What Every Woman Knows
Format: PDF / Kindle (mobi) / ePub
James Wylie is about to make a move on the dambrod, and in the little Scotch room there is an awful silence befitting the occasion. James with his hand poised—for if he touches a piece he has to play it, Alick will see to that—raises his red head suddenly to read Alick's face. His father, who is Alick, is pretending to be in a panic lest James should make this move. James grins heartlessly, and his fingers are about to close on the 'man' when some instinct of self-preservation makes him peep once more. This time Alick is caught: the unholy ecstasy on his face tells as plain as porridge that he has been luring James to destruction. James glares; and, too late, his opponent is a simple old father again. James mops his head, sprawls in the manner most conducive to thought in the Wylie family, and, protruding his underlip, settles down to a reconsideration of the board. Alick blows out his cheeks, and a drop of water settles on the point of his nose.
does all things beautifully.) 'It is moonlight, Comtesse, on the Golden Horn.' 'Who are those two young things in a caïque?' 'Is he the brave Leander, Comtesse, and is she Hero of the Lamp?' 'No, she is the foolish wife of the French Ambassador, and he is a good-for-nothing British attaché trying to get her husband's secrets out of her.' 'Is it possible! They part at a certain garden gate.' 'Oh, Charles, Charles!' 'But you promised to come back; I waited there till dawn. Blanche, if you
can't think where we laid it down, John. It's not on that table, is it, James? (The WYLIES turn to look, and MAGGIE'S hand goes out to LADY SYBIL: JOHN SHAND, witness. It is a very determined hand, and presently a pendant is placed in it.) Here it is! (ALICK and the BROTHERS cluster round it, weigh it and appraise it.) ALICK. Preserve me. Is that stone real, Mr. Shand? JOHN (who has begun to look his grimmest). Yes. MAGGIE (who is now ready, if he wishes it, to take him on too). John says it's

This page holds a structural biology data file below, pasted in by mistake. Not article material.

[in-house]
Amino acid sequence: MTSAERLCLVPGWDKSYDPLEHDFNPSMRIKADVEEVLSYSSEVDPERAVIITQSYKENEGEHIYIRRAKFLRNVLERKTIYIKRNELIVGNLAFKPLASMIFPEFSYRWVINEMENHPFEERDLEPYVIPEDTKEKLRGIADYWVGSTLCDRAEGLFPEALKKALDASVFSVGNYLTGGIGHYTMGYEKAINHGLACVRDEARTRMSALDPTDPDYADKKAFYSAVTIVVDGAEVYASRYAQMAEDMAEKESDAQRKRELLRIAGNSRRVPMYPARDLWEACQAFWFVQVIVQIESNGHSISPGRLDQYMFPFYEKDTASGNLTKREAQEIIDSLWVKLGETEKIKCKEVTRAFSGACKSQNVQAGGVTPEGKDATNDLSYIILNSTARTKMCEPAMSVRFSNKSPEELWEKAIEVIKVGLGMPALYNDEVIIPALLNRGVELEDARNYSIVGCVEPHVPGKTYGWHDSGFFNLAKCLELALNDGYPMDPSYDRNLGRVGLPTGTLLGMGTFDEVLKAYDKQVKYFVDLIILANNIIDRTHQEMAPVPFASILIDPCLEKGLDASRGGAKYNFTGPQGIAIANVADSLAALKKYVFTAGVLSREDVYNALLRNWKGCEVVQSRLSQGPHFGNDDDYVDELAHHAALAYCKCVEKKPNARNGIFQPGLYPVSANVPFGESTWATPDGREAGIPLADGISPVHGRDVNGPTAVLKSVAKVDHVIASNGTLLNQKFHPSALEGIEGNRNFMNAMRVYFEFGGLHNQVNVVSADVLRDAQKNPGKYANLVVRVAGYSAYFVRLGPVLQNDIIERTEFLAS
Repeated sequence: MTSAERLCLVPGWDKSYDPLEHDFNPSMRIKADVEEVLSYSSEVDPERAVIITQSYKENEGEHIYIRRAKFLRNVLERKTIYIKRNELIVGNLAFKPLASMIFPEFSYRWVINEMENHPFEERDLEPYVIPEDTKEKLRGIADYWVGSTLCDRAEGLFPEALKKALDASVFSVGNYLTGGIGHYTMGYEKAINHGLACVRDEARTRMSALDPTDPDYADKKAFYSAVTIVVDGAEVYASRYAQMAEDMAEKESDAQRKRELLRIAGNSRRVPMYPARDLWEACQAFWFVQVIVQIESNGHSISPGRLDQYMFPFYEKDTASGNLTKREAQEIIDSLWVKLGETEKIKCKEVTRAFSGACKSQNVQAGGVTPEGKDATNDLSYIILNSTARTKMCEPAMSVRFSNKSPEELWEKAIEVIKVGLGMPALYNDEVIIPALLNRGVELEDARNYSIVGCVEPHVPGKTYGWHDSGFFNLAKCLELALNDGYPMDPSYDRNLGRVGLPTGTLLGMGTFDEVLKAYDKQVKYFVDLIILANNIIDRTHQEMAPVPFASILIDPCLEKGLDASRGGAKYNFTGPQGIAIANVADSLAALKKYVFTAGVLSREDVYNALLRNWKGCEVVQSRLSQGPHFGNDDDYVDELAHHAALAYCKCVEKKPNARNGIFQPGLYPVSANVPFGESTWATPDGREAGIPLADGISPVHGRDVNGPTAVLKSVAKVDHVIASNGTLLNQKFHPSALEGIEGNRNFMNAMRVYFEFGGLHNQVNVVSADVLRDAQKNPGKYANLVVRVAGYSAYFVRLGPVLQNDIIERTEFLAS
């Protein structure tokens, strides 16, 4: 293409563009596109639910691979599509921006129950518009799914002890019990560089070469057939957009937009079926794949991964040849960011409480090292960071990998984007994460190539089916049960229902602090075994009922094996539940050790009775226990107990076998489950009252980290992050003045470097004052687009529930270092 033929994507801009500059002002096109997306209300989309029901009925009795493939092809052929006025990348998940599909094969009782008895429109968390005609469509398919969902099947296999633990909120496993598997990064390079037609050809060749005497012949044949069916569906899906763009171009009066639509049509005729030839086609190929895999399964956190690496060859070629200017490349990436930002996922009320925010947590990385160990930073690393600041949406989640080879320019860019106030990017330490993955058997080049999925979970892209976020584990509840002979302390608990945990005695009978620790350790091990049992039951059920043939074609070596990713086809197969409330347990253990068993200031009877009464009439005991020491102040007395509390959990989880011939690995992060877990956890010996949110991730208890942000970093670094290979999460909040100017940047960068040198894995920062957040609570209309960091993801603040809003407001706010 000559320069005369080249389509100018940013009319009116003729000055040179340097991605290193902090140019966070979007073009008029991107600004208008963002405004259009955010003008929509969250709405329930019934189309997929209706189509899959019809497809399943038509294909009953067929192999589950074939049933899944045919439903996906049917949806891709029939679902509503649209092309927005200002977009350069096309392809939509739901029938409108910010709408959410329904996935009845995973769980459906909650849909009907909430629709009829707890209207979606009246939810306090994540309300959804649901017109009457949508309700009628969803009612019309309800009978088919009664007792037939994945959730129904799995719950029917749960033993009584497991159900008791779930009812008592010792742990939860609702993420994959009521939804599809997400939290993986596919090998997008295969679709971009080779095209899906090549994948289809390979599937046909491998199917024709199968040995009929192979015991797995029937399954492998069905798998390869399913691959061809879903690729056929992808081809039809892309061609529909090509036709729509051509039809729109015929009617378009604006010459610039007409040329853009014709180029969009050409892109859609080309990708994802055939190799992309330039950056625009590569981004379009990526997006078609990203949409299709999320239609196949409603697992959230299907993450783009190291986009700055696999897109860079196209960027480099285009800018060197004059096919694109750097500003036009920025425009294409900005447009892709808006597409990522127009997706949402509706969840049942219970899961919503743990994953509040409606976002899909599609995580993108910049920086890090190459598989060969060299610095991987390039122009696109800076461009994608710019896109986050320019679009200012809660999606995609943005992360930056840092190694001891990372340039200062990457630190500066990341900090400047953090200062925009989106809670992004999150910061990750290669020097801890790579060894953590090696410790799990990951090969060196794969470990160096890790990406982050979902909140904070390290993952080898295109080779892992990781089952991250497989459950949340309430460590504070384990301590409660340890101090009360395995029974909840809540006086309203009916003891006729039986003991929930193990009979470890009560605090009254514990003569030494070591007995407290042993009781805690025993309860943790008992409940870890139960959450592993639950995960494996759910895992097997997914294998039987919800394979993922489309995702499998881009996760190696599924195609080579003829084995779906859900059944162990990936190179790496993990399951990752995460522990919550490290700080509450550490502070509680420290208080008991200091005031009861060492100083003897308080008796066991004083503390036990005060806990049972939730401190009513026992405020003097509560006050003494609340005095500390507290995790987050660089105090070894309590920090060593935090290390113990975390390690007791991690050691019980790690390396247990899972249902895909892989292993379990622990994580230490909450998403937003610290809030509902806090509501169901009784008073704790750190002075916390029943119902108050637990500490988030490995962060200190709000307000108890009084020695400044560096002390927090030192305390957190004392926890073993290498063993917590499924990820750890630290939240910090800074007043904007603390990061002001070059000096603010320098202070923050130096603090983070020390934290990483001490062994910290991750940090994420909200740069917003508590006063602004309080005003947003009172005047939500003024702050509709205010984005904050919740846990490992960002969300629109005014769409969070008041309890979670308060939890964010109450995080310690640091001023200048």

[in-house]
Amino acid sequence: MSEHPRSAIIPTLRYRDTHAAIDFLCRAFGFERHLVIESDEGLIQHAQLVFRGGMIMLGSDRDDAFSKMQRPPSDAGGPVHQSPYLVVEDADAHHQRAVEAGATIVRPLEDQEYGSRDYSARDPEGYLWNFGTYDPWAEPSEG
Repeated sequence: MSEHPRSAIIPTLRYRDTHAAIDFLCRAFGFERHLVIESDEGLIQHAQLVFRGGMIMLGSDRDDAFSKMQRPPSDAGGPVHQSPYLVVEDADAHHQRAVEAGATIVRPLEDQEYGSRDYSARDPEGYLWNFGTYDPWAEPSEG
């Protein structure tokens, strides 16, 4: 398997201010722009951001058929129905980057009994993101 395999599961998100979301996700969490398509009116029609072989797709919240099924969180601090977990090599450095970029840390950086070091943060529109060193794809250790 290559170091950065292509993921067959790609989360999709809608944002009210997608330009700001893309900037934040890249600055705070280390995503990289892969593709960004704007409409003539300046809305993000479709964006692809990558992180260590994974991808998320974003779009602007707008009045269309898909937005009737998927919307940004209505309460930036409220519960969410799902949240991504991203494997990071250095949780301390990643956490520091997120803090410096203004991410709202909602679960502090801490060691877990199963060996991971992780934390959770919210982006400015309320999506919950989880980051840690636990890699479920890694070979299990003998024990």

him. She is with him. I think they are coming here.' (The COMTESSE is suddenly kind again.) 'Sybil? Shall I get rid of her?' 'No, I want her to be here, too. Now I shall know.' (The COMTESSE twists the little thing round.) 'Know what?' 'As soon as I look into his face I shall know.' (A delicious scent ushers in the fair SYBIL, who is as sweet as a milking stool. She greets MRS. SHAND with some alarm.) MAGGIE. How do you do, Lady Sybil? How pretty you look in that frock, (SYBIL rustles
of a young lad like that to make a speech when he hasn't a penny to bless himself with. ALICK. The Shands were always an impudent family, and jealous. I suppose that's the reason they haven't been on speaking terms with us this six years. Was it a good speech? DAVID (illustrating the family's generosity). It was very fine; but he needn't have made fun of me. MAGGIE (losing a stitch). He dared? DAVID (depressed). You see I can not get started on a speech without saying things like 'In rising
have a proposition to put before Mr. Shand, and women are out of place in business transactions. (The needles continue to click.) ALICK (sighing). We'll have to let her bide, David. DAVID (sternly). Woman. (But even this does not budge her.) Very well then, sit there, but don't interfere, mind. Mr. Shand, we're willing, the three of us, to lay out �300 on your education if— JOHN. Take care. DAVID (slowly, which is not his wont). On condition that five years from now, Maggie Wylie, if still